Eradicating Xenophobia in Community College

February
2021
Hossna Sadat Ahadi, Palomar College

Note: The following article is not an official statement of the Academic Senate for California Community
Colleges. The article is intended to engender discussion and consideration by local colleges.

Immigrant, international, and refugee students continue to experience xenophobia and marginality living in the United States and attending community college. Xenophobia is a form of racism that takes place when someone carries hostility and hatred against people from other countries. The result of xenophobia is that immigrant, international, and refugee students feel invalidated and unwelcomed. As the United States experiences the worldwide pandemic of Covid-19, many Asian Pacific Islander students experience the spread of overt racism. Indeed, xenophobia towards immigrant, international, and refugee students is not a new phenomenon. Other racialized and religious groups who have also experienced marginalization include Afghan, Iranian, Somalian, Muslim, and Arab—including Syrian, Jordanian, Palestinian, Iraqi, Egyptian, Kuwaiti, Lebanese, Libyan, and others—students, due to international affairs involving the United States. Sadly, many more groups of immigrant, international, and refugee communities continue to experience racial marginalization in the United States. Community college educators and leaders should be prepared to dispel assumptions and stereotypes about these groups. Educators and leaders need to dismantle the systemic barriers immigrant, international, and refugee students are confronted with on their campuses (Teranishi, et al., 2011).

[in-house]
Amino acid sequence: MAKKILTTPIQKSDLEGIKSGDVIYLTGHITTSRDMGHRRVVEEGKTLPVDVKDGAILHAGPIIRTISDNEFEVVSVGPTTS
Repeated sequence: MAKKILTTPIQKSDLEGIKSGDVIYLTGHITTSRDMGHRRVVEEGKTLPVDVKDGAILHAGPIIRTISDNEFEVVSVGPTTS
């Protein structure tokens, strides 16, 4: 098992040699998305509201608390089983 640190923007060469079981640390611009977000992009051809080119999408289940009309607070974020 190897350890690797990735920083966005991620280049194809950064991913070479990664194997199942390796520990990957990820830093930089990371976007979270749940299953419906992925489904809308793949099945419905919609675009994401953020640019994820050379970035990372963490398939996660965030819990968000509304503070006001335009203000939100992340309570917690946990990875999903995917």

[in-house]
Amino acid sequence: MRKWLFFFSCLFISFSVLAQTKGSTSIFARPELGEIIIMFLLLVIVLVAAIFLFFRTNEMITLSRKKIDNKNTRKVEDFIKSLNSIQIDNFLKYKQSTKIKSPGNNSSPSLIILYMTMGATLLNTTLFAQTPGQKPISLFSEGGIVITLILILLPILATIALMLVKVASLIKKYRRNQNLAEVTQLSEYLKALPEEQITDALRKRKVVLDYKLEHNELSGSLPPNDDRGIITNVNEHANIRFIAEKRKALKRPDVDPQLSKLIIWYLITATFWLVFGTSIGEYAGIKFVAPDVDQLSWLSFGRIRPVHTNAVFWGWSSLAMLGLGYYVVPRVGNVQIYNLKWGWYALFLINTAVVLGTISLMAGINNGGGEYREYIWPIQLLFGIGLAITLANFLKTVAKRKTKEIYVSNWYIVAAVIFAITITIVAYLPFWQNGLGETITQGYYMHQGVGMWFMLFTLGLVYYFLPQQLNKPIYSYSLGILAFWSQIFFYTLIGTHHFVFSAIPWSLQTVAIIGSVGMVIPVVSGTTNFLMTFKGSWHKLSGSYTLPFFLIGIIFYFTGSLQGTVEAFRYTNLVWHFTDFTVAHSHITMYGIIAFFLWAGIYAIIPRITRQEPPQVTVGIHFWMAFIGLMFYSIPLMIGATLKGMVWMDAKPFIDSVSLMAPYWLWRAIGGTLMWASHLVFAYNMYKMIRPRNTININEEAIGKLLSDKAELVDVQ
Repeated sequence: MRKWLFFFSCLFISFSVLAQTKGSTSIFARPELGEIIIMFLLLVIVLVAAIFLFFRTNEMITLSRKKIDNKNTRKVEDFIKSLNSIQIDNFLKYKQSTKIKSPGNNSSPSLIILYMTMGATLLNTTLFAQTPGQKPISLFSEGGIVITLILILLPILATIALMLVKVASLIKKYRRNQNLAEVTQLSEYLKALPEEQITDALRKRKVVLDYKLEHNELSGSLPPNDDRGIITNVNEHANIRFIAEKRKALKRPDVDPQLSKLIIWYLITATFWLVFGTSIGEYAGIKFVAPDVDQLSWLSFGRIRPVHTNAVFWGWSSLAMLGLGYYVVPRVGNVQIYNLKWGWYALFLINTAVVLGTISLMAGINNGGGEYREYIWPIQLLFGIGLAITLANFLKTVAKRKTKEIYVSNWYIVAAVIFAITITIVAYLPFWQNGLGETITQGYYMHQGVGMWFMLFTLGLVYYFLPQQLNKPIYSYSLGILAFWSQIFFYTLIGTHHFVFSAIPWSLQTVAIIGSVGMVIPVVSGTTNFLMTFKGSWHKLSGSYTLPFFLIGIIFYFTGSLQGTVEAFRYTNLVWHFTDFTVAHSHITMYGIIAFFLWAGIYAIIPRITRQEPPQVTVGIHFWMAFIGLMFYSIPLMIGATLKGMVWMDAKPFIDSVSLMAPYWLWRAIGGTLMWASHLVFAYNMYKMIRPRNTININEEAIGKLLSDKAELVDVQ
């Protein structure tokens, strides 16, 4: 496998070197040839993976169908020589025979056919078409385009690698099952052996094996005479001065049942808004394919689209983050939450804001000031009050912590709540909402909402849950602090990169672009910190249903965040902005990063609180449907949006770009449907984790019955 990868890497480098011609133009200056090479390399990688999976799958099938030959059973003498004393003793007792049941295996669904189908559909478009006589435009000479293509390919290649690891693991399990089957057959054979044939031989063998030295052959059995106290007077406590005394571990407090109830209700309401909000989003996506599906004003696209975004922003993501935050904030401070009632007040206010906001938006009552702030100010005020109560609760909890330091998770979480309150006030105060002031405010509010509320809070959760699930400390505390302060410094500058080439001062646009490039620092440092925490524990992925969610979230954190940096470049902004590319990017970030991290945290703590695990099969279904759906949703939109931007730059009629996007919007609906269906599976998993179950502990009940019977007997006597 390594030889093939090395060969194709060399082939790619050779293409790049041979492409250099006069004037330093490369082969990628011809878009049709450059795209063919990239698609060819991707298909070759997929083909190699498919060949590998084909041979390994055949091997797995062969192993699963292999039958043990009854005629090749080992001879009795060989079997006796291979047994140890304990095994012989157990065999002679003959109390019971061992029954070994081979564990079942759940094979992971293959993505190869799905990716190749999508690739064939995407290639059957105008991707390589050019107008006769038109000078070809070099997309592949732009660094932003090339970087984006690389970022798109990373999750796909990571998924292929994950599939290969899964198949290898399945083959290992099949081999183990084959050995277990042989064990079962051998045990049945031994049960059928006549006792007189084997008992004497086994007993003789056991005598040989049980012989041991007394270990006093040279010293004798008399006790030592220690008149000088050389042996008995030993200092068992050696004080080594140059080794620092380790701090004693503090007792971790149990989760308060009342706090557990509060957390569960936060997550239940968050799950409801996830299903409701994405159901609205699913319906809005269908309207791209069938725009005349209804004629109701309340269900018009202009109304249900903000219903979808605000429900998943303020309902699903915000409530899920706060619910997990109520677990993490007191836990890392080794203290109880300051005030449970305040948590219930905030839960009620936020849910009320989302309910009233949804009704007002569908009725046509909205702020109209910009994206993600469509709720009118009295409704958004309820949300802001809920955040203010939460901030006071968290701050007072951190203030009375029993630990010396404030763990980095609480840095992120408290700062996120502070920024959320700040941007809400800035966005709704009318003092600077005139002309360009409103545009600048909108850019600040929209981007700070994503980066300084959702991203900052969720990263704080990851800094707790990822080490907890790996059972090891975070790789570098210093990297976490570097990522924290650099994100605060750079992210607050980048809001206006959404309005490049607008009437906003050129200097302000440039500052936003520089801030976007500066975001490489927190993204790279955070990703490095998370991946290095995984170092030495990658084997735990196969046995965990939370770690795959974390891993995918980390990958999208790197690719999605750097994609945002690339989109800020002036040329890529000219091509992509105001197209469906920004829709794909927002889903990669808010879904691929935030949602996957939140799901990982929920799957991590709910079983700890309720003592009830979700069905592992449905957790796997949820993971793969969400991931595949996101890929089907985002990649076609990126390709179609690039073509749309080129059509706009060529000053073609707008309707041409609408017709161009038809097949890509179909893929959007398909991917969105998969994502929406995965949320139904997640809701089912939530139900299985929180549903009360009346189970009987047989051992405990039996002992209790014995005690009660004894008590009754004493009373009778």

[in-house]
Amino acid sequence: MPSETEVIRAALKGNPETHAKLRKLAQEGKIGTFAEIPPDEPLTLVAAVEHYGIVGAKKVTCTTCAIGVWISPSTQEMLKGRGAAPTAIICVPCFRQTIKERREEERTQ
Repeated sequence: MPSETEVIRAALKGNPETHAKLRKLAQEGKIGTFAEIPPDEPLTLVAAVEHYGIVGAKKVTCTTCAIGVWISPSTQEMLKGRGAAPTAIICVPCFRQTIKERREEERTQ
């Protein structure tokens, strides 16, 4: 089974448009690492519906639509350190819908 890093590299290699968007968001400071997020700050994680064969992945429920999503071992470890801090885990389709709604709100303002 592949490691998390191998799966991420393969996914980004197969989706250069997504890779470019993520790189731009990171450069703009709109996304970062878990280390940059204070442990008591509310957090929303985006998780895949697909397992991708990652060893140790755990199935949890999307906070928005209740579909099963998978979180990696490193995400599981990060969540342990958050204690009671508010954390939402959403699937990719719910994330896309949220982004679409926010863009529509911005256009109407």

The distinction between immigrant, international, and refugee students is important. While immigrant students arrive in the United States from other countries, their study time is not restricted. In contrast, international students are on F-1 visa status, which allows them to enter the United States as full-time students as long as they attend an accredited college or university and are of non-resident standing. While immigrants choose to move to another country, refugees are forced to flee due to persecution, ecological disasters, political unrest, criminal warfare, and other situations. The barriers immigrant, international, and refugee students face are also important to learn and address. For example, international students cannot seek employment while studying in the United States, whereas immigrant and refugee students may not have authorized legal status to work. Immigrant, international, and refugee students may experience a multiplicity of marginalization for being foreign-born, racially-minoritized, an English language learner, undocumented, first-generation, and targeted for negative religious sentiment proposed by others. Perhaps for these reasons, “immigrant college students are at higher risk of dropping out of college than native-born students” (Teranishi et al., 2011, p. 156). For many immigrant students who speak minimal English, the barrier of finding immediate work and navigating the community college system remains a great challenge. With the increase in inflation and cost of living, many immigrant, international, and refugee students struggle to make ends meet and live comfortably in the United States (Sadat, 2019).